The following part creates an overview on the geographical origins of the different primitive dog types of North America, what their characteristics were and how they were used. It also should show the breeding principles of the Native Americans: The Plains Indian Dog from the centrally located prairies is a combination of all the different types of old dogs from the cardinal directions. The division of the geographical areas and the information is based on historical findings, information passed on by elders through the word of mouth, documents of early explorers and Kim La Flamme’s research and the finding sites of his and other dogs. It remains unclear, why no dogs or archaeological evidence were found in the San Francisco bay area. Besides the types discussed here three more types were found: the hairless, the pug nosed and the wool dogs. These were not used as working dogs in pre-Columbian times and Kim La Flamme did not use them for his founding lines. The image does not pursue completeness nor has the claim for absolute precision, more likely it intends to help interested people deepen their understanding about the American Indian Dog. Through mimicking the breeding processes from the past, Kim La Flamme is today still attempting to preserve the Plains Indian Dog and the different old types for future generations.
More information on dogs, finding sites and the breeding program can be found at Kim La Flamme’s website.
Plains Indian Dog
The modern American Indian Dog of today matches the Plains Indian Dog of the past. Through trade and breeding, this type of original dog was to be found on the entire continent but was most frequent in the plains. The Indians of the prairies were well known as the dog breeders. They traded dogs with tribes from all the four cardinal directions and combined the different regional types to a balanced mix that was able to perform multiple tasks. This ‘recipe’ included the Common Indian Dogs from the southeast, the Village Indian Dogs from the north, the Tahltan Indian Dogs from the northwest and the Pueblo Indian Dogs from the southwest plus the Hare Indian Dogs from the northeast. Also, the Plains Indian Dogs were traded back to complete the circle.
Compared to the other old types, the Plains Indian Dog was of medium size and weight (approx. 16 to 23 kg or 35 to 50 lbs). Different colors and patterns occurred and ranged from solid white to solid black with different shadings and nuances. The coat length varied from short and thin to rather long with thick wool. The color of the eyes could be blue, yellow or grey. Their ears were large and the tail was straight and carried in a slight curve. Depending on the colors and shadings of the coat, the pattern of their markings on masked faces had color running down the nose and under the eyes with dots above the eyes.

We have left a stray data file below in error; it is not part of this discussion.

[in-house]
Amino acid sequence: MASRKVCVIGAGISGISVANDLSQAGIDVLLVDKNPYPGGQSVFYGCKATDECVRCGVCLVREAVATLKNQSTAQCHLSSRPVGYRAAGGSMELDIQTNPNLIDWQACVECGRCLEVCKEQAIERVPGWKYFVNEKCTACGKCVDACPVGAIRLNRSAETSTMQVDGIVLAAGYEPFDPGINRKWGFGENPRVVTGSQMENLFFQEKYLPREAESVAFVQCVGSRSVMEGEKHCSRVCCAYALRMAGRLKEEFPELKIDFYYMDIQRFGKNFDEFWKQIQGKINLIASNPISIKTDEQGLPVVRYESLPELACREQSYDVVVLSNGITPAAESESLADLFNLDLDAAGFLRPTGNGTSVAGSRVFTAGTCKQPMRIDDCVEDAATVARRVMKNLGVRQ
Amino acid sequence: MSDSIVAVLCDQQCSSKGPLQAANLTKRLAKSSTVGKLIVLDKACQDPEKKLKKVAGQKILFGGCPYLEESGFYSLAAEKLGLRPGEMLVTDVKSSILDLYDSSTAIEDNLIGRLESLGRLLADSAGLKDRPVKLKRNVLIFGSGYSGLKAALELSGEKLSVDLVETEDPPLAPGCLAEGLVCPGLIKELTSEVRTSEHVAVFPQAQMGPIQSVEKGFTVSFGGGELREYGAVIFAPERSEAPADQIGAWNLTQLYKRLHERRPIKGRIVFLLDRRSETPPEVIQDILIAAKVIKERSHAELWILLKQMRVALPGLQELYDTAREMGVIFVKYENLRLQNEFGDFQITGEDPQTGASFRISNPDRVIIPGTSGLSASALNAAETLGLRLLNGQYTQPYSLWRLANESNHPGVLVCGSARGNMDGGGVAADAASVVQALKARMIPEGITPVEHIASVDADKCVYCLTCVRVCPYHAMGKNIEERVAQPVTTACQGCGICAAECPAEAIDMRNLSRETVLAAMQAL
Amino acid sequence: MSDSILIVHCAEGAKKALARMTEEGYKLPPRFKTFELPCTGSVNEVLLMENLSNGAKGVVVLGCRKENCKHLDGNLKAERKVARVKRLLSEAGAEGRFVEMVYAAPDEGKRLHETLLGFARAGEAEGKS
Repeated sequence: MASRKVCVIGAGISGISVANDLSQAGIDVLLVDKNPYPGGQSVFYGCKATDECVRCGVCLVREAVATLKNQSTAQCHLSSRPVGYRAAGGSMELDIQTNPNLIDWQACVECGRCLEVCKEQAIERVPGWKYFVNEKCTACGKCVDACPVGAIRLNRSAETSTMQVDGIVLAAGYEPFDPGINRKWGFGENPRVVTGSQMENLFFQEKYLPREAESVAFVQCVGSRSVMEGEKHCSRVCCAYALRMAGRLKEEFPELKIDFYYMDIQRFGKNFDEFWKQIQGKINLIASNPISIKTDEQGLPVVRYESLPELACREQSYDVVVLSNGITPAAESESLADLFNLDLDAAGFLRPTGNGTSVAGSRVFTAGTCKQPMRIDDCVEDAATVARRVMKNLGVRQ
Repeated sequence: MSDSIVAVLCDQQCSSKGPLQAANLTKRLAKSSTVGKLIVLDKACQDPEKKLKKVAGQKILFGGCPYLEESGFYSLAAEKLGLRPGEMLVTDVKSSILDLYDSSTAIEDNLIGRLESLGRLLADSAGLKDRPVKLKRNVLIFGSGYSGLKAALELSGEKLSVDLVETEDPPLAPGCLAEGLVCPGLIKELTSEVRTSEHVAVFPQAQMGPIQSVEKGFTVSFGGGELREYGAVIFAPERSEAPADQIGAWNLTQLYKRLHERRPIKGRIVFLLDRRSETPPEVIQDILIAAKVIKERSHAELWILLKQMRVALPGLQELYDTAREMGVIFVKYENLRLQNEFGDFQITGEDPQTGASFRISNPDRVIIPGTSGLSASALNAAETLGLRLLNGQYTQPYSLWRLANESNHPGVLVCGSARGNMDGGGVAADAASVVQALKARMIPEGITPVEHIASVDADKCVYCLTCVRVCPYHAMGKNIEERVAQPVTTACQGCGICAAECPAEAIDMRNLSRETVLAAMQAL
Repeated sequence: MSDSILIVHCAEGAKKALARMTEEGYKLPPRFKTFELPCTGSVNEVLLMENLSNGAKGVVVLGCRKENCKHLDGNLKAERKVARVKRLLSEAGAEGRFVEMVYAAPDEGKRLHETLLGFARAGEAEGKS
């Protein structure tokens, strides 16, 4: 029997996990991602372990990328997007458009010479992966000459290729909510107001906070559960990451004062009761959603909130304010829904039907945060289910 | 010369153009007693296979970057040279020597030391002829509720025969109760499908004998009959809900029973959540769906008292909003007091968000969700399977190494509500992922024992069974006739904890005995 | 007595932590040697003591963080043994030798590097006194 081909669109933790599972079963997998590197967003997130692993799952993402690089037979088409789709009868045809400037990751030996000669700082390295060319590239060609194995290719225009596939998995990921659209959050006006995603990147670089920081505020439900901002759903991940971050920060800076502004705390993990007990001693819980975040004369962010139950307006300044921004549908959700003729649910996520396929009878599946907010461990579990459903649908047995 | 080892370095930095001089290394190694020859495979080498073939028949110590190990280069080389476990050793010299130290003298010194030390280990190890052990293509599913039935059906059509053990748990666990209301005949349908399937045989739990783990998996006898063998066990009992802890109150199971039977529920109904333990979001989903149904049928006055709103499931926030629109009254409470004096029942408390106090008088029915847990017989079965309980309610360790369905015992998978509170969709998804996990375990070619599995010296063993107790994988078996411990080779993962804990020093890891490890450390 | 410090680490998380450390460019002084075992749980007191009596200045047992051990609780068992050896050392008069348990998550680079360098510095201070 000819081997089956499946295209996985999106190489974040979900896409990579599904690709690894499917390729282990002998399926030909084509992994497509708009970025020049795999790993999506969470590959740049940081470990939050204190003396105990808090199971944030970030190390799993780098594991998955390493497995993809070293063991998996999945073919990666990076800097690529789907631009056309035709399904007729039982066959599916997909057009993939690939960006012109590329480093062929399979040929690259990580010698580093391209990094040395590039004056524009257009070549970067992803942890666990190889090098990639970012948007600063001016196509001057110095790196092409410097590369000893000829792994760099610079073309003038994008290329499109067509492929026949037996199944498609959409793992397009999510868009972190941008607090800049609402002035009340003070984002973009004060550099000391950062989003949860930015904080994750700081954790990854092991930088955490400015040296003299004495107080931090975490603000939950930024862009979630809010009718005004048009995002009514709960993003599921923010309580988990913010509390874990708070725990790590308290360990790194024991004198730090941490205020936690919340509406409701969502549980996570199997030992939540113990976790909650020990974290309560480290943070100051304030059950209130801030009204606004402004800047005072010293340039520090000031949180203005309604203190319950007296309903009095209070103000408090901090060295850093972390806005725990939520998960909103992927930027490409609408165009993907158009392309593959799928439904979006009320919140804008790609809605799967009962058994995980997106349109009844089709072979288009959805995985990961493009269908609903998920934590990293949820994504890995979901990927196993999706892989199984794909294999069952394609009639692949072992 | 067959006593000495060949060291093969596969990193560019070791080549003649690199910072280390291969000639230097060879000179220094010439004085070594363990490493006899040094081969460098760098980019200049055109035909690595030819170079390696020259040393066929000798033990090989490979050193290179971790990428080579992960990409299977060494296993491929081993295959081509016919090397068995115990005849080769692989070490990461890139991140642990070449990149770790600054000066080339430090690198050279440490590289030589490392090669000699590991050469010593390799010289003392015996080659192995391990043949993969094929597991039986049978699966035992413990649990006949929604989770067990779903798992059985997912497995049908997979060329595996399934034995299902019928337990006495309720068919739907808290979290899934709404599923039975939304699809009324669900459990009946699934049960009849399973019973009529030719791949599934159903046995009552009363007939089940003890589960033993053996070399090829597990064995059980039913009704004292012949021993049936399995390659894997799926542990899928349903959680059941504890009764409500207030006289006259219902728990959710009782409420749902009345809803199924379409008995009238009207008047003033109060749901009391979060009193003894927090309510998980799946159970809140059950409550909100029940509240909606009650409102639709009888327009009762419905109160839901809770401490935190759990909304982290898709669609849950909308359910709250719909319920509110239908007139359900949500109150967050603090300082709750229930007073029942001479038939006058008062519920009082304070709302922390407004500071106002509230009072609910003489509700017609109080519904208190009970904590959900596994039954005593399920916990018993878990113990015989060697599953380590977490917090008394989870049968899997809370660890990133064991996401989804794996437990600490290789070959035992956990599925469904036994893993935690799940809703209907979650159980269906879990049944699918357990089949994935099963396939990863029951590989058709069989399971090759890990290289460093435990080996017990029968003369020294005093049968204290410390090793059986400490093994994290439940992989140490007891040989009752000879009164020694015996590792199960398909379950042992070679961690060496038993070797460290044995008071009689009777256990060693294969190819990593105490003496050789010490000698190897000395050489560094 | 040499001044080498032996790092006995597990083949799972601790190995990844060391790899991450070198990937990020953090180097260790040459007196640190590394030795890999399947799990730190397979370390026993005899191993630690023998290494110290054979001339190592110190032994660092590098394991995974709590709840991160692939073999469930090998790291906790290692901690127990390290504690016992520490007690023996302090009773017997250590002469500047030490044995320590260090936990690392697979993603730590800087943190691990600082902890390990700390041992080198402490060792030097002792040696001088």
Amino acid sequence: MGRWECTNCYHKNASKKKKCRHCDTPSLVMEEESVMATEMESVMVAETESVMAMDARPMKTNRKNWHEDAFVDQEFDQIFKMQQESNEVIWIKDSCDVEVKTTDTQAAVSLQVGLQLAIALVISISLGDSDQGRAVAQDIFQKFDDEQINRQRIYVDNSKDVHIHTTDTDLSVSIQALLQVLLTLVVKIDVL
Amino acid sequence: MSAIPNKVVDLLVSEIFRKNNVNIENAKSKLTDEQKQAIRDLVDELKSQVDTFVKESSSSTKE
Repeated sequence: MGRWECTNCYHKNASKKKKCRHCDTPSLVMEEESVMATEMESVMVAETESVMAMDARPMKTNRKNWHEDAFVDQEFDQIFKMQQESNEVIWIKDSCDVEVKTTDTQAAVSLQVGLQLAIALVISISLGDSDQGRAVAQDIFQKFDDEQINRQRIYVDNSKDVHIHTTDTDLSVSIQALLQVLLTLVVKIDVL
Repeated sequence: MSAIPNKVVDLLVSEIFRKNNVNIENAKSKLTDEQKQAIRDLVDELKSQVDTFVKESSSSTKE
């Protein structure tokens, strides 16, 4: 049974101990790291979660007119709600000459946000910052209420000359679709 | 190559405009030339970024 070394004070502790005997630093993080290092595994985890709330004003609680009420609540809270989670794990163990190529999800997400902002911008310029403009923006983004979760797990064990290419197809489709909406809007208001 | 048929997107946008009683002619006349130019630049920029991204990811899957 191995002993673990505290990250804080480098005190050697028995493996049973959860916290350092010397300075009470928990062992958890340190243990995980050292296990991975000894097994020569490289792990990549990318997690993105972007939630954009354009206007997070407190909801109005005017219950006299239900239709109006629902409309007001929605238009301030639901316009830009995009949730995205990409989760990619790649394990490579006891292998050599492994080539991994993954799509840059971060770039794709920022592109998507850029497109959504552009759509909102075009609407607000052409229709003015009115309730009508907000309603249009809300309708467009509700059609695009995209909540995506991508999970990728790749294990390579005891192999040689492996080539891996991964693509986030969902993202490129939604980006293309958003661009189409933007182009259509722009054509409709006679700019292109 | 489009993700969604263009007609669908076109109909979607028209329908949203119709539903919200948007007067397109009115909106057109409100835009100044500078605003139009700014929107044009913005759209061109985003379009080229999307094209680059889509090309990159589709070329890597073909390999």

These dogs were used in many different ways: They pulled sleds and travois and carried backpacks to transport food, wood, clothes and other things of need. They hunted on sight, scent and sound for birds, fish, small and big game, bears and even corralled buffalo for the kill. They served as watch dogs, baby sitters, kept their masters worm in cold nights.
Common und Village Indian Dog
The Common and Village Indian Dog are very similar. Look and character have few differences. Both are about the same size and comparable in weight. The most prominent differences consider the coat and distribution: Compared to the Village Indian Dog the Common Indian Dog has shorter hair. Archaeological research has shown that these dogs were spread from South America all the way to Alaska, while the Village Indian Dogs were mainly found in the North. Both types have slightly longer legs compared to the Plains Indian Dog. Of all the six different types of primitive dogs, the Common and Village Indian Dogs were the largest. Their shoulder height was up to 6 cm (2”) greater than that of the Plains Indian Dogs. They also were greater in weight, but never heavier than 25 kg (55 lbs). Because of their great distribution, chances to still find one of these dogs today are greater than to find one of the other types.